Learning points:

  • Brown tumors develop during the remodelling process of bone in advanced and long-lasting primary or secondary hyperparathyroidism.
  • Although rare, they should be considered during the challenging diagnostic work-up of giant cell lesions.
  • Coexistence of high parathyroid hormone levels and hypercalcemia in primary hyperparathyroidism is crucial for the diagnosis.
  • A detailed imaging study includes bone X-ray, bone scintiscan and total body CT; to rule out bone malignancy, evaluation of bone lesion biopsy should include immunostaining for neoplastic markers as H3G34W and Ki67 index.
  • If primary hyperparathyroidism is confirmed, selective parathyroidectomy is the first-line treatment.
  • In advanced bone disease, treatment with denosumab should be considered, ensuring a strict control of Ca levels.
Open access

Carmina Teresa Fuss, Stephanie Burger-Stritt, Silke Horn, Ann-Cathrin Koschker, Kathrin Frey, Almuth Meyer, and Stefanie Hahner

Summary

Standard treatment of hypoparathyroidism consists of supplementation of calcium and vitamin D analogues, which does not fully restore calcium homeostasis. In some patients, hypoparathyroidism is refractory to standard treatment with persistent low serum calcium levels and associated clinical complications. Here, we report on three patients (58-year-old male, 52-year-old female, and 48-year-old female) suffering from severe treatment-refractory postsurgical hypoparathyroidism. Two patients had persistent hypocalcemia despite oral treatment with up to 4 µg calcitriol and up to 4 g calcium per day necessitating additional i.v. administration of calcium gluconate 2–3 times per week, whereas the third patient presented with high frequencies of hypocalcemic and treatment-associated hypercalcemic episodes. S.c. administration of rhPTH (1–34) twice daily (40 µg/day) or rhPTH (1–84) (100 µg/day) only temporarily increased serum calcium levels but did not lead to long-term stabilization. In all three cases, treatment with rhPTH (1–34) as continuous s.c. infusion via insulin pump was initiated. Normalization of serum calcium and serum phosphate levels was observed within 1 week at daily 1–34 parathyroid hormone doses of 15 µg to 29.4 µg. Oral vitamin D and calcium treatment could be stopped or reduced and regular i.v. calcium administration was no more necessary. Ongoing efficacy of this treatment has been documented for up to 7 years so far. Therefore, we conclude that hypoparathyroidism that is refractory to both conventional treatment and s.c. parathyroid hormone (single or twice daily) may be successfully treated with continuous parathyroid hormone administration via insulin pump.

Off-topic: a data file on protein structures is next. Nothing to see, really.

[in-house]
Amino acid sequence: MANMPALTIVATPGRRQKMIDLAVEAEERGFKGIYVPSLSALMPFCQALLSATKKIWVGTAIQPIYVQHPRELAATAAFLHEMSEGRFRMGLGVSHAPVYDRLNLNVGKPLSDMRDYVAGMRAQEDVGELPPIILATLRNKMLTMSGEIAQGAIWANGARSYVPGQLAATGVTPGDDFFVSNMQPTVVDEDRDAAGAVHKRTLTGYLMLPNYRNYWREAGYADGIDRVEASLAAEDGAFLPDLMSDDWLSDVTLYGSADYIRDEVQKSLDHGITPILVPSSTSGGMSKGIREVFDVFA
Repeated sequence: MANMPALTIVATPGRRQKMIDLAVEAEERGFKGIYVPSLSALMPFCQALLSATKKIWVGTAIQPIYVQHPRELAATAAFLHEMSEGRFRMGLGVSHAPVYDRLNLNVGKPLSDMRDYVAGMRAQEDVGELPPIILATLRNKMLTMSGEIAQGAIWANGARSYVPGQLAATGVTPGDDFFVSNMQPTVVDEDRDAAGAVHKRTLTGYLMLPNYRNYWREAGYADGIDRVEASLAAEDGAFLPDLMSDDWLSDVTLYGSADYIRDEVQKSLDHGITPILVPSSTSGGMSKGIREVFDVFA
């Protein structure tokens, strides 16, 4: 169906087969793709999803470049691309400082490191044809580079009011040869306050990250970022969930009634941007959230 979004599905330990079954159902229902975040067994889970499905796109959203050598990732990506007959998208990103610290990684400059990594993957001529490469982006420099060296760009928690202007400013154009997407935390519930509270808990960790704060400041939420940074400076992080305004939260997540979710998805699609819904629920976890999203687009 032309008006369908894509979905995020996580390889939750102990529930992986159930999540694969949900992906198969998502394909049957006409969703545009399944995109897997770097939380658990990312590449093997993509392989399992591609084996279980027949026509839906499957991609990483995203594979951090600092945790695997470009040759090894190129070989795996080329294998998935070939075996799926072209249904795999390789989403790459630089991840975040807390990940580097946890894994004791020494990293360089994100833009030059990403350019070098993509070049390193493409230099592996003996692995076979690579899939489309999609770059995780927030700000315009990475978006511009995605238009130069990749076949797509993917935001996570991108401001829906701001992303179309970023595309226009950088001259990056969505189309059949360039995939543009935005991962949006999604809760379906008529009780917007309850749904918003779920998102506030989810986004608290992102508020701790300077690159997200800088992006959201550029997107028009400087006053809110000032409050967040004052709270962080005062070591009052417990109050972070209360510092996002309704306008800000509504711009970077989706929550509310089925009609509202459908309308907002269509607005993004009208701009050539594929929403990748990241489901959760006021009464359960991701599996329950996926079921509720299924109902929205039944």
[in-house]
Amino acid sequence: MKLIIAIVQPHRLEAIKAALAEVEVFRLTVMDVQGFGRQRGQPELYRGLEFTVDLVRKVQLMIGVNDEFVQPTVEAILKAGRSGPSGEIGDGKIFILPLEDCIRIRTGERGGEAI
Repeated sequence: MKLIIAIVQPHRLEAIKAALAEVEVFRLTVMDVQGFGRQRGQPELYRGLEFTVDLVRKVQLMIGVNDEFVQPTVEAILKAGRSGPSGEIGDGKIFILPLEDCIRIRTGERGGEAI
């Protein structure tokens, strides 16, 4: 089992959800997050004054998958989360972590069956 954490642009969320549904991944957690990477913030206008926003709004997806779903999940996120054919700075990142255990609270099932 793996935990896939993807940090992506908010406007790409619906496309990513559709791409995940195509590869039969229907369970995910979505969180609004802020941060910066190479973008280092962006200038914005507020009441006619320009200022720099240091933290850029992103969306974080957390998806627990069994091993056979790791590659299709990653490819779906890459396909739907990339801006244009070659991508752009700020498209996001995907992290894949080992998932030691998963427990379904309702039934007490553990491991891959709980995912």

Learning points:

  • Standard treatment of hypoparathyroidism still consists of administration of calcium and active vitamin D.
  • Very few patients with hypoparathyroidism also do not respond sufficiently to standard treatment or administration of s.c. parathyroid hormone once or twice daily.
  • In those cases, continuous s.c. administration of parathyroid hormone via insulin pump may represent a successful treatment alternative.
Open access

Mawson Wang, Catherine Cho, Callum Gray, Thora Y Chai, Ruhaida Daud, and Matthew Luttrell

Summary

We report the case of a 65-year-old female who presented with symptomatic hypercalcaemia (corrected calcium of 4.57 mmol/L) with confusion, myalgias and abdominal discomfort. She had a concomitant metabolic alkalosis (pH 7.46, HCO3 - 40 mmol/L, pCO2 54.6 mmHg). A history of significant Quick-Eze use (a calcium carbonate based antacid) for abdominal discomfort, for 2 weeks prior to presentation, suggested a diagnosis of milk-alkali syndrome (MAS). Further investigations did not demonstrate malignancy or primary hyperparathyroidism. Following management with i.v. fluid rehydration and a single dose of i.v. bisphosphonate, she developed symptomatic hypocalcaemia requiring oral and parenteral calcium replacement. She was discharged from the hospital with stable biochemistry on follow-up. This case demonstrates the importance of a detailed history in the diagnosis of severe hypercalcaemia, with MAS representing the third most common cause of hypercalcaemia. We discuss its pathophysiology and clinical importance, which can often present with severe hypercalcaemia that can respond precipitously to calcium-lowering therapy.